Originally published August 22 2014
Life-threatening, infectious bacteria develop resistance to antiseptic used in hospital baths
by Ethan A. Huff, staff writer
(NaturalNews) An interventional measure that some hospitals have put in place to combat the rise of drug-resistant "superbugs" is actually causing more of them to emerge, suggests a new study published in the journal Infection Control & Hospital Epidemiology. So-called antiseptic baths, which are meant to sanitize patients and prevent the spread of deadly pathogens, are spurring a new class of resistant bacteria that outlives them, sparking fresh concerns about hospital safety.
Researchers from Johns Hopkins University in Maryland collected bacteria samples from patients in eight different intensive care units (ICUs) around the country that administer daily antiseptic washes. They also collected bacteria samples from 30 non-ICUs where antiseptic washes do not occur in order to compare how both sets of bacteria respond to chlorhexidine gluconate, or CHG, an antiseptic wash commonly used in hospitals.
Upon analysis, they determined that the bacteria in patients who do not receive daily CHG washes are more susceptible to the wash, while the bacteria in the regularly treated patients were less susceptible. In other words, repeated washings with CHG make remnant bacteria more resistant to it over time, while not treating bacteria in that way, or at least not as regularly, leaves bacteria more responsive to antiseptic treatment.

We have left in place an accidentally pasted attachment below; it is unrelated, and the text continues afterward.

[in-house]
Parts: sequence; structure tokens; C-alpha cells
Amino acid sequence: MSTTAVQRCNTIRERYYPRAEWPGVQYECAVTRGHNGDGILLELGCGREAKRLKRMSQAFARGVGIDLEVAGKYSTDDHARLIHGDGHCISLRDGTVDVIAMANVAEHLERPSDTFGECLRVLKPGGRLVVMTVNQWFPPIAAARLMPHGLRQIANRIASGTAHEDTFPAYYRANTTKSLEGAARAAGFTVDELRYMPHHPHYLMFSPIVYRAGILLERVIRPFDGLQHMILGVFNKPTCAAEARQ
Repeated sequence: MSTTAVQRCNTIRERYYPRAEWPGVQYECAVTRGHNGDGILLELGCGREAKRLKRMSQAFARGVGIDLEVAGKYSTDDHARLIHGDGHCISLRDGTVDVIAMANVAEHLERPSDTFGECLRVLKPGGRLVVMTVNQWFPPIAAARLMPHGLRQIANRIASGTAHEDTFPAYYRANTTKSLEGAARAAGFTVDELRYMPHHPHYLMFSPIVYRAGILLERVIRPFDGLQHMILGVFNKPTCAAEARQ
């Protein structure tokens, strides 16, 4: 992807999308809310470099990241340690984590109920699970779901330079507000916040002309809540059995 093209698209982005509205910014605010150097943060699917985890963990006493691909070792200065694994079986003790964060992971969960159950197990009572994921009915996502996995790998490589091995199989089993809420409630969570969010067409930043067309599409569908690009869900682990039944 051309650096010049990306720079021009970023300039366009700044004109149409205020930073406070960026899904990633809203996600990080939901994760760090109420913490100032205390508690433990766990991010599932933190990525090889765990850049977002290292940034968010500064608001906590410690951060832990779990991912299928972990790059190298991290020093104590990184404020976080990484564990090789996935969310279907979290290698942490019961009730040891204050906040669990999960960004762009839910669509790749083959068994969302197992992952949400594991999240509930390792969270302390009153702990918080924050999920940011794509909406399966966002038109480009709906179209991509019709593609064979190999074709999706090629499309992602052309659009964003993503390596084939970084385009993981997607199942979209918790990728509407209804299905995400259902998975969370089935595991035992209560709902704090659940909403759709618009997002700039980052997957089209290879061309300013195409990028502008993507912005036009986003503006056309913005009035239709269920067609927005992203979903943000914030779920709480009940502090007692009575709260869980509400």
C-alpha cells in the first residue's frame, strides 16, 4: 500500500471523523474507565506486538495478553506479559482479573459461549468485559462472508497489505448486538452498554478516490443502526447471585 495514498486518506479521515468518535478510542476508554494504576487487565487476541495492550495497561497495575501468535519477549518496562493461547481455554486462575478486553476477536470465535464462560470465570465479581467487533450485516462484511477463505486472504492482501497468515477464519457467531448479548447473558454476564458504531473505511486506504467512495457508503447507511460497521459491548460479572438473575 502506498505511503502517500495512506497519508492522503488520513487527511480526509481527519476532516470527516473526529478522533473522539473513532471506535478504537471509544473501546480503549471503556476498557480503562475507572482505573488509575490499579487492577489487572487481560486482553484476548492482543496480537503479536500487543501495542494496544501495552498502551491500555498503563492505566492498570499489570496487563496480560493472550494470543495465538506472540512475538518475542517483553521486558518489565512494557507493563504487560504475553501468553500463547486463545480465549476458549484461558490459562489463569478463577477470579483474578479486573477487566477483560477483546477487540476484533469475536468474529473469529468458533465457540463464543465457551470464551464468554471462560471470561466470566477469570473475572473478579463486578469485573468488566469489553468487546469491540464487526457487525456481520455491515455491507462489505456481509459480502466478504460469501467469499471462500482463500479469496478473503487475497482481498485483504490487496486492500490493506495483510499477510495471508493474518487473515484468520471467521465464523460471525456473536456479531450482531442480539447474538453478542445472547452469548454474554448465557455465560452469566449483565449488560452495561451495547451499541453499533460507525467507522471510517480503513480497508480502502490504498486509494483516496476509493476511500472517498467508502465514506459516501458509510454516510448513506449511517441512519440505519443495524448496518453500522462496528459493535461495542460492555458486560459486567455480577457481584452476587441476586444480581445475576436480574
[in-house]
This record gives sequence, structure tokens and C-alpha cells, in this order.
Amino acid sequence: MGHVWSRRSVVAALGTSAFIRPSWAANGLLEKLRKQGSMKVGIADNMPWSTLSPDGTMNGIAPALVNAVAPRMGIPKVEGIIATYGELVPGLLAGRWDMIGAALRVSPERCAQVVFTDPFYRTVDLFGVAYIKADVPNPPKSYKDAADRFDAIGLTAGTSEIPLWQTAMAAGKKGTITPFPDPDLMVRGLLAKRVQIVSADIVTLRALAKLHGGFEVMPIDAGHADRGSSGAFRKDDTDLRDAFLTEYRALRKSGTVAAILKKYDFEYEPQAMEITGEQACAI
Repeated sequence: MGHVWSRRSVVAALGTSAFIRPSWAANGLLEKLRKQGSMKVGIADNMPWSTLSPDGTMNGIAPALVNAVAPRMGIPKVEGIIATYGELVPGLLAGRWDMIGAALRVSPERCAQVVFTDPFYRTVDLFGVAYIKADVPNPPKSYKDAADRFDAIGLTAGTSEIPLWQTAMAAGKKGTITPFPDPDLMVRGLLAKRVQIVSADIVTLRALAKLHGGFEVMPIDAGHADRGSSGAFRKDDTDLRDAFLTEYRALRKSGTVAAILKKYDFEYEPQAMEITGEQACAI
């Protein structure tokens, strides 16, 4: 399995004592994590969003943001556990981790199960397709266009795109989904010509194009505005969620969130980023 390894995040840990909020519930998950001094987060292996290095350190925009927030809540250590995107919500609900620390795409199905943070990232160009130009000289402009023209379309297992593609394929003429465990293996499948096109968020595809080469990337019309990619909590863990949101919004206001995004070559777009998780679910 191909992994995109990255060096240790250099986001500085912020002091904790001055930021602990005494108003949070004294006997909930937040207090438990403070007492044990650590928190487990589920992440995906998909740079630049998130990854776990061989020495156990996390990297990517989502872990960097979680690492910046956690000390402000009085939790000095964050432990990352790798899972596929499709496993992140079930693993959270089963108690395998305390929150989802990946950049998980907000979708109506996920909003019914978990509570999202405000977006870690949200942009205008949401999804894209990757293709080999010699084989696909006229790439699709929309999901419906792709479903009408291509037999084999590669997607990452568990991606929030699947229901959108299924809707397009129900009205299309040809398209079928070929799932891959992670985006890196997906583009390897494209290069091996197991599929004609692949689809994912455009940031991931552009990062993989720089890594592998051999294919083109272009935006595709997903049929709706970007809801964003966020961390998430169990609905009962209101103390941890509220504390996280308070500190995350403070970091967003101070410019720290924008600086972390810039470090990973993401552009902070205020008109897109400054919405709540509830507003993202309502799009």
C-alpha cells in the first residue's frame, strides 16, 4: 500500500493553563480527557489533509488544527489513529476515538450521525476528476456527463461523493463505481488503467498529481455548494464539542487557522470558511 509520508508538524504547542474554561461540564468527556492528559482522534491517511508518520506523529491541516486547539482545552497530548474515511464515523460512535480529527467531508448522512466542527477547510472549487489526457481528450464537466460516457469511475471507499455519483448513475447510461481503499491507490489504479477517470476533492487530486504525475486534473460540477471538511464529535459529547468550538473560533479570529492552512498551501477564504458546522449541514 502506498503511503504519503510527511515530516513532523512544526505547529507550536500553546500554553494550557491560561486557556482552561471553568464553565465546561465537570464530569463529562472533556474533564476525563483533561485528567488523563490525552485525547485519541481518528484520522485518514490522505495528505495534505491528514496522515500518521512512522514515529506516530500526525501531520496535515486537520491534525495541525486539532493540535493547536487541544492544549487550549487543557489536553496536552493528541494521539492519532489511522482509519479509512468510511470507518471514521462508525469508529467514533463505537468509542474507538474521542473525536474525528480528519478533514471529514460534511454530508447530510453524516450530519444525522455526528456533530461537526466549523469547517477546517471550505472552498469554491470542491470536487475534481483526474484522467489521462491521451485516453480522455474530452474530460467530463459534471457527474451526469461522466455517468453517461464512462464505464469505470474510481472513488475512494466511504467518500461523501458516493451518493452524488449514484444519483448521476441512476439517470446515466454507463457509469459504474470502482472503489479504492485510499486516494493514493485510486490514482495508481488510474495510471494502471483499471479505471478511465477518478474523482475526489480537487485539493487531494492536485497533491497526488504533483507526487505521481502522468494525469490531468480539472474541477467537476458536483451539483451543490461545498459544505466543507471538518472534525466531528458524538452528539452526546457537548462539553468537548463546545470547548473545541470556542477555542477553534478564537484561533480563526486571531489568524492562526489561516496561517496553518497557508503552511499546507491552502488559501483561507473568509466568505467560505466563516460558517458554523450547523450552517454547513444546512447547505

"Hospitals are appropriately using chlorhexidine to reduce infections and control the spread of antibiotic-resistant organisms," claims Dr. Nuntra Suwantarat, M.D., lead author of the study. "However, our findings are a clear signal that we must continue to monitor bacteria for emerging antiseptic resistance as these antibacterial washes become more widely used in hospitals."
Even in hospitals where antiseptic washes are not administered, bacteria are still developing resistance While bacterial susceptibility to antiseptic washes was found to be higher in patients who are not regularly given antiseptic baths, the spread of resistant bacteria in both settings is still increasing. According to the data, 69 percent of all bacteria from both antiseptic hospitals and non-antiseptic hospitals showed reduced susceptibility to CHG, suggesting that hospital superbugs are outsmarting all conventional approaches to dealing with them.
But the study authors say antiseptic washes are still valuable, even though they appear to be driving resistance at a higher rate than non-interventional approaches. Patients can still be tested individually to predict their susceptibility to infection based on antibiotic or antiseptic treatments. Hospitals can also be swabbed to look for specific types of bacteria in order to predict which strains will respond best to which treatments.
"The good news is that most bacteria remain vulnerable to CHG, despite the reduced susceptibility," said Dr. Suwantarat, ignoring the fact that, based on current trends, CHG baths will eventually be rendered ineffective. "Daily baths with a CHG solution remain effective against life-threatening bloodstream infections," she insists.
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